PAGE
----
There's one player whose inclusion in a trade would be so significant that the rebuild in Columbus could be fast-tracked. But that player isn't going anywhere.
GM Scott Howson has consistently said that captain Rick Nash, who would immediately become the most sought-after player at the deadline if things changed, isn't on the trade market. This weekend, the Columbus Dispatch's Aaron Portzline reported that following ownership meetings, the conclusion was that president Mike Priest and Howson's jobs are safe after this season. While changes will be made heading into next season, they won't be the kind of seismic shift that means trading your franchise forward. Instead, it'll be more along the lines of a goalie addition and potential coaching change.
That said, Howson will be active before the Feb. 27 deadline. He has to be. We exchanged emails Sunday night, and he said he still doesn't have a sense as to when the activity will happen -- now or closer to the deadline -- but it's coming.
If he can move goalie Steve Mason, he'll do it. But Mason's contract and underperformance make that a tough sell. So does Kristian Huselius' long list of injuries, including a lower body injury that has him out of the lineup. Again.
So whom does that leave? These are the five best Columbus candidates to be on new teams when the dust settles.
1. Jeff Carter, C -- Carter is out with a separated shoulder, but the team remains hopeful he'll be back shortly after the All-Star break. Between the shoulder and a foot injury, it's been a rough first season in Columbus for Carter, who still leads the team in power-play goals (five) and trails only Nash with 10 goals despite playing just 30 games. Teams like San Jose, Los Angeles, Minnesota, Chicago, Toronto, Nashville and Detroit are looking to add top-six forwards, although many of those GMs would prefer to add a pending UFA rather than a center signed through 2022 on a deal worth $5.27 million annually.
Nash wouldn't mind more time with Carter to try to make things work but understands it's not his call. "It was one of the most exciting times in franchise history when we made that trade," Nash said of the deal that sent Jakub Voracek, a first-round pick (Sean Couturier) and third-round pick (Nick Cousins) to Philadelphia for Carter. "I've always said I don't try to play GM or try to make those decisions. Scott does a great job with that. It's a tough job to do."
2. Vinny Prospal, F -- Prospal is the more traditional pending UFA veteran forward who usually gets dealt at the deadline, and there's a lot to like for contenders. He's been productive this season for the Blue Jackets, with 30 points in 47 games and playoff experience during his time with Philadelphia, Ottawa, Tampa and the Rangers. He'd be a natural fit back in New York, where he knows John Tortorella well from their time together with the Rangers and Lightning.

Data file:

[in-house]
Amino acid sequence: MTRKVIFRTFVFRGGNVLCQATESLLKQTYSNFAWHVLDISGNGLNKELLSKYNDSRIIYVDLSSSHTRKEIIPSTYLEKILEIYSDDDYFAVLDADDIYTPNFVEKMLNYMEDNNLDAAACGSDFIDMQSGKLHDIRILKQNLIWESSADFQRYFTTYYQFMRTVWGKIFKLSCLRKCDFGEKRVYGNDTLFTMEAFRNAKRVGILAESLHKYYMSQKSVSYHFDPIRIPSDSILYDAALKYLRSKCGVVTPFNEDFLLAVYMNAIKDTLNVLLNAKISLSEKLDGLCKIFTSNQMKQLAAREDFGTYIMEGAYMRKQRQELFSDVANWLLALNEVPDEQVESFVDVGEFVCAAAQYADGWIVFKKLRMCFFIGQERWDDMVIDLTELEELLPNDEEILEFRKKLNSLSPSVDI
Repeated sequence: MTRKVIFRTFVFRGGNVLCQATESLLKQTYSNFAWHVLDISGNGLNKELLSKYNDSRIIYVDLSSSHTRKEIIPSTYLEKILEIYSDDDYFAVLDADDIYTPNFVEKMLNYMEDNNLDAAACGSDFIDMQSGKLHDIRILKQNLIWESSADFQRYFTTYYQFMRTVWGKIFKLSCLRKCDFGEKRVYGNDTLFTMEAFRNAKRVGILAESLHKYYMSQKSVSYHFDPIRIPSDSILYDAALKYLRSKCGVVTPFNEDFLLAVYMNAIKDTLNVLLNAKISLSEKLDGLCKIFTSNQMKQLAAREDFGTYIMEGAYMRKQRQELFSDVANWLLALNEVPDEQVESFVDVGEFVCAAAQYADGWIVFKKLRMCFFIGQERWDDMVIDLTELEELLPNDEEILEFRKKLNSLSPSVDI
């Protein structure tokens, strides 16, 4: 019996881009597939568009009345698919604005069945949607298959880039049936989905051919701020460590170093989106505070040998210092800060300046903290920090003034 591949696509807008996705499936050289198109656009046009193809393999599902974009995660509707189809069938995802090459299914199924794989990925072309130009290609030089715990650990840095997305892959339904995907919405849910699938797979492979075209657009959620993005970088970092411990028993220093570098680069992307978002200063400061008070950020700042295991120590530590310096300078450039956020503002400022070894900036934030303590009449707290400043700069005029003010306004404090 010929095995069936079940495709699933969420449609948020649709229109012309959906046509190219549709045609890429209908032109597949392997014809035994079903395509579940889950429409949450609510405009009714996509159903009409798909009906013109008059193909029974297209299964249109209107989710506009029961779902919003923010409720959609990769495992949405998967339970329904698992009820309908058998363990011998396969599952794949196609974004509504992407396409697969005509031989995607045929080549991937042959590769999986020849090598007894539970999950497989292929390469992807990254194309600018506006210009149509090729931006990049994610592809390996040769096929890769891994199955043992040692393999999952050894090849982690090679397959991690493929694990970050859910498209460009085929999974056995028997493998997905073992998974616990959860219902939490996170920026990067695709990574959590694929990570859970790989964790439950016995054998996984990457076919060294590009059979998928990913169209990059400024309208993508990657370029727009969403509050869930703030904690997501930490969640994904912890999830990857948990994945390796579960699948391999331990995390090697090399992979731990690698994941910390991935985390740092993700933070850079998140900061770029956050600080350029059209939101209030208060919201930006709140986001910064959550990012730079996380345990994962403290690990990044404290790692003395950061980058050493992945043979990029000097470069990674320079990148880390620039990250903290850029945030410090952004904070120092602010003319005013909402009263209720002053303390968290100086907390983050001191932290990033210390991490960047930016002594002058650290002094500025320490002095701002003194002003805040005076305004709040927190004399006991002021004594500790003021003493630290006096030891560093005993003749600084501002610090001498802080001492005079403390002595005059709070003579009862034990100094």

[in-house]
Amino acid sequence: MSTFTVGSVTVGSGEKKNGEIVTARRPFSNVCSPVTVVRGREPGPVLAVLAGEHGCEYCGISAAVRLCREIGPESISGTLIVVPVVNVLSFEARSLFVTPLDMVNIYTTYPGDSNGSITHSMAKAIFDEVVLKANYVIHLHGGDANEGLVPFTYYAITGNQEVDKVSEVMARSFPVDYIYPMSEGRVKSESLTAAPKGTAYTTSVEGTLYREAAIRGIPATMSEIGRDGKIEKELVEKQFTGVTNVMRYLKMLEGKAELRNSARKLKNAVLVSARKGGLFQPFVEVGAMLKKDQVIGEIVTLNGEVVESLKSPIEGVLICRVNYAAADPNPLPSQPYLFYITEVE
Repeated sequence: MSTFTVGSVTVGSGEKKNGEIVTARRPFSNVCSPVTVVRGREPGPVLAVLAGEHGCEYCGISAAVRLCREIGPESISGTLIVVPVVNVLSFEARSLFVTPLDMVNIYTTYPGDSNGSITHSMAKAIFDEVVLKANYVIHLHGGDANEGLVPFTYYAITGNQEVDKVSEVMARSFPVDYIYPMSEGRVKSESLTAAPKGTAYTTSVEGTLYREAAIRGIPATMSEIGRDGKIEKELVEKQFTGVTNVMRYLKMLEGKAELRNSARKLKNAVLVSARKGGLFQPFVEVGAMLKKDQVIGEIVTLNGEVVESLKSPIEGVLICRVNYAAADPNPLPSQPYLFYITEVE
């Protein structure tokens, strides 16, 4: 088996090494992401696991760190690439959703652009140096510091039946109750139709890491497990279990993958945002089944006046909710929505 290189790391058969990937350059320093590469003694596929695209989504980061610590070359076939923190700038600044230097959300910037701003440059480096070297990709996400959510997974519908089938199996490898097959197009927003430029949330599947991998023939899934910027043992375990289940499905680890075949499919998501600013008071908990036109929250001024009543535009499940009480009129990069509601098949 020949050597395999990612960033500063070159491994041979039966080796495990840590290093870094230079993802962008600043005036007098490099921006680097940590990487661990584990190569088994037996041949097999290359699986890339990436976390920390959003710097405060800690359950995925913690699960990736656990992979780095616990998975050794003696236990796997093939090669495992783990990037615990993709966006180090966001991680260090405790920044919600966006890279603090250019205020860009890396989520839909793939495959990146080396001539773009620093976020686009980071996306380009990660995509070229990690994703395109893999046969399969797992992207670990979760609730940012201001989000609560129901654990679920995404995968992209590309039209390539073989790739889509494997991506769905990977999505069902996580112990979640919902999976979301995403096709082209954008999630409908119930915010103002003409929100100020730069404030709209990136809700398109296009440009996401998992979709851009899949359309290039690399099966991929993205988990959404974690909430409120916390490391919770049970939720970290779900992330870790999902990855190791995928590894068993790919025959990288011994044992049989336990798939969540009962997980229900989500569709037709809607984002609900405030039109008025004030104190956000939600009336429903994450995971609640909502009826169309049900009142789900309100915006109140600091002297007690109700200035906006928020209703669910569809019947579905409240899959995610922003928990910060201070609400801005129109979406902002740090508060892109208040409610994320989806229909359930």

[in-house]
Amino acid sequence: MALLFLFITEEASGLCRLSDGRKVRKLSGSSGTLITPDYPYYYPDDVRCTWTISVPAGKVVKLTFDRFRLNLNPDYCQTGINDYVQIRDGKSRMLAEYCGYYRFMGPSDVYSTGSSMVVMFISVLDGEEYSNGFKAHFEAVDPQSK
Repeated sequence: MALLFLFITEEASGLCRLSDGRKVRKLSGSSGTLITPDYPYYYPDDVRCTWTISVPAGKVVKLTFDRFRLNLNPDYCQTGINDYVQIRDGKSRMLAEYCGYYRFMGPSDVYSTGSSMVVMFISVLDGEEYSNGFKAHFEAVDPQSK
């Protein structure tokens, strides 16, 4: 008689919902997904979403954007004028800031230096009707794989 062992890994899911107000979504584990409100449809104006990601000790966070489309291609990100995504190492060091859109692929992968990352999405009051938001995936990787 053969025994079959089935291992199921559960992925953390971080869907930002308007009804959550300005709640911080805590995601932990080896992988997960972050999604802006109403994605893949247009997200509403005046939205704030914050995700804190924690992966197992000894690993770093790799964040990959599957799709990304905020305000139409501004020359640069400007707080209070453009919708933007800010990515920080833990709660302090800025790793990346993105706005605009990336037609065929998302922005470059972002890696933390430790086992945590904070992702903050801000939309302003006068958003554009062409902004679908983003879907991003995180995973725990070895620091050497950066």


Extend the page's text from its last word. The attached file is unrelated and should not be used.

3. Derick Brassard, C -- He's an interesting one. The No. 6 overall pick in the 2006 draft is the kind of player who could end up blossoming on another team. In dealing Nikita Filatov and Voracek, Howson has shown that he's not afraid to cut bait with former high-end prospects, but Brassard has played better under new coach Todd Richards, who upped his ice time.
"Honestly, I'm just having fun playing my game. Don't worry about anything," Brassard said. "The team is playing better too. Guys are playing with energy; we're working hard. I think it reflects on everyone's game."
He's learning to deal with the trade rumors that grew even more heated after his agent, Allan Walsh, hammered former Columbus coach Scott Arniel with a statement in early December. "It's been probably three months; it's always on my mind," Brassard said of trade talk. "Who knows what's going to happen? If it's me, it's me. When you're not winning, teammates are leaving. Whatever happens, happens. You can't control that."
He'd be a great fit in Chicago, where GM Stan Bowman has shown an inclination to trade for players midseason who have years remaining on their contract. The Blackhawks have the need, assets and salary cap space to add Brassard, who comes with a cap hit of $3.2 million through the 2013-14 season.
4. Antoine Vermette, C -- Vermette is another player who wouldn't be the typical rental, with an annual average salary of $3.75 million through 2014-15, but there's enough demand right now for top-six talent that he could be an interesting option for contenders. He's had a rough year, with 19 points in 47 games, but before this season had been one of Howson's best transactions, acquiring him in a deal that sent Pascal Leclaire to Ottawa. Like Brassard, Vermette is playing some of his best hockey of the season right now. He has four points in his past five games and has been strong in the faceoff circle, where he's won at least 60 percent of his faceoffs in every game during that stretch.
5. Samuel Pahlsson, C -- A pending unrestricted free agent, Pahlsson hasn't had any serious conversations with Howson about staying in Columbus beyond this season, making him a strong candidate to be moved before the deadline. He's the kind of depth forward contending teams love to add for a playoff run. He can bolster a penalty kill, win faceoffs and knows what it takes to win a Stanley Cup from his time as a key member of the Ducks team that won it all in 2007. "We haven't had a fun year, [but] I can't say that I want out," he said. "I want to be here and win games here. If they trade me, that's what happens." While he doesn't want to leave, rejoining a playoff race is appealing to the longtime winner. "That's where everyone wants to be; that's where everyone in this room wants to be," he said. "We're not, we're not happy about it. All I can do is take it as it comes."